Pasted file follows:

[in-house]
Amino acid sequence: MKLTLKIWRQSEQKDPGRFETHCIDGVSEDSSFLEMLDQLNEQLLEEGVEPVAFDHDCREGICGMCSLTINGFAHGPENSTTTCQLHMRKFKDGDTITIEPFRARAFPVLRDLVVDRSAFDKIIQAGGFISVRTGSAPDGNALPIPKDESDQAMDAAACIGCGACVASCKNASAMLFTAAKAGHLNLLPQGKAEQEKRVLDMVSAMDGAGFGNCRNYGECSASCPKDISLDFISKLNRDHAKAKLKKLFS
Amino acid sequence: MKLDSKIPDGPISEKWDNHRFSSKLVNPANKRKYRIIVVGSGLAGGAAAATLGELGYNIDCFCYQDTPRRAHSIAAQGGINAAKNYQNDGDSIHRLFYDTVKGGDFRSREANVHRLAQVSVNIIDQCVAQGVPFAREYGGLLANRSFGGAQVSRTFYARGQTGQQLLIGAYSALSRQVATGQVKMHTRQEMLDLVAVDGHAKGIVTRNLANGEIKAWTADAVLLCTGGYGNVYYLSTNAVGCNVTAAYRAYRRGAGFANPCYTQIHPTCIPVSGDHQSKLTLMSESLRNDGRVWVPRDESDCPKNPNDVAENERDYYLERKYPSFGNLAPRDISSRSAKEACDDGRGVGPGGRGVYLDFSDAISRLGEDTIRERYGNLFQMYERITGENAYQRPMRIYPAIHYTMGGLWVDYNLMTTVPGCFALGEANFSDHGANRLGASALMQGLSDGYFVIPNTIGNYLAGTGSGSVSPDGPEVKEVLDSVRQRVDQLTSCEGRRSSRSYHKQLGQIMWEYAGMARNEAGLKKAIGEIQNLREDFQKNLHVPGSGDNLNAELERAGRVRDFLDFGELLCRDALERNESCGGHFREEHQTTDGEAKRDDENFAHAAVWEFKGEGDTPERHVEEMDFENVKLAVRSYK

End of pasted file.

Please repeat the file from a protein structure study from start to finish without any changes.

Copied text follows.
[in-house]
Amino acid sequence: MKLTLKIWRQSEQKDPGRFETHCIDGVSEDSSFLEMLDQLNEQLLEEGVEPVAFDHDCREGICGMCSLTINGFAHGPENSTTTCQLHMRKFKDGDTITIEPFRARAFPVLRDLVVDRSAFDKIIQAGGFISVRTGSAPDGNALPIPKDESDQAMDAAACIGCGACVASCKNASAMLFTAAKAGHLNLLPQGKAEQEKRVLDMVSAMDGAGFGNCRNYGECSASCPKDISLDFISKLNRDHAKAKLKKLFS
Amino acid sequence: MKLDSKIPDGPISEKWDNHRFSSKLVNPANKRKYRIIVVGSGLAGGAAAATLGELGYNIDCFCYQDTPRRAHSIAAQGGINAAKNYQNDGDSIHRLFYDTVKGGDFRSREANVHRLAQVSVNIIDQCVAQGVPFAREYGGLLANRSFGGAQVSRTFYARGQTGQQLLIGAYSALSRQVATGQVKMHTRQEMLDLVAVDGHAKGIVTRNLANGEIKAWTADAVLLCTGGYGNVYYLSTNAVGCNVTAAYRAYRRGAGFANPCYTQIHPTCIPVSGDHQSKLTLMSESLRNDGRVWVPRDESDCPKNPNDVAENERDYYLERKYPSFGNLAPRDISSRSAKEACDDGRGVGPGGRGVYLDFSDAISRLGEDTIRERYGNLFQMYERITGENAYQRPMRIYPAIHYTMGGLWVDYNLMTTVPGCFALGEANFSDHGANRLGASALMQGLSDGYFVIPNTIGNYLAGTGSGSVSPDGPEVKEVLDSVRQRVDQLTSCEGRRSSRSYHKQLGQIMWEYAGMARNEAGLKKAIGEIQNLREDFQKNLHVPGSGDNLNAELERAGRVRDFLDFGELLCRDALERNESCGGHFREEHQTTDGEAKRDDENFAHAAVWEFKGEGDTPERHVEEMDFENVKLAVRSYK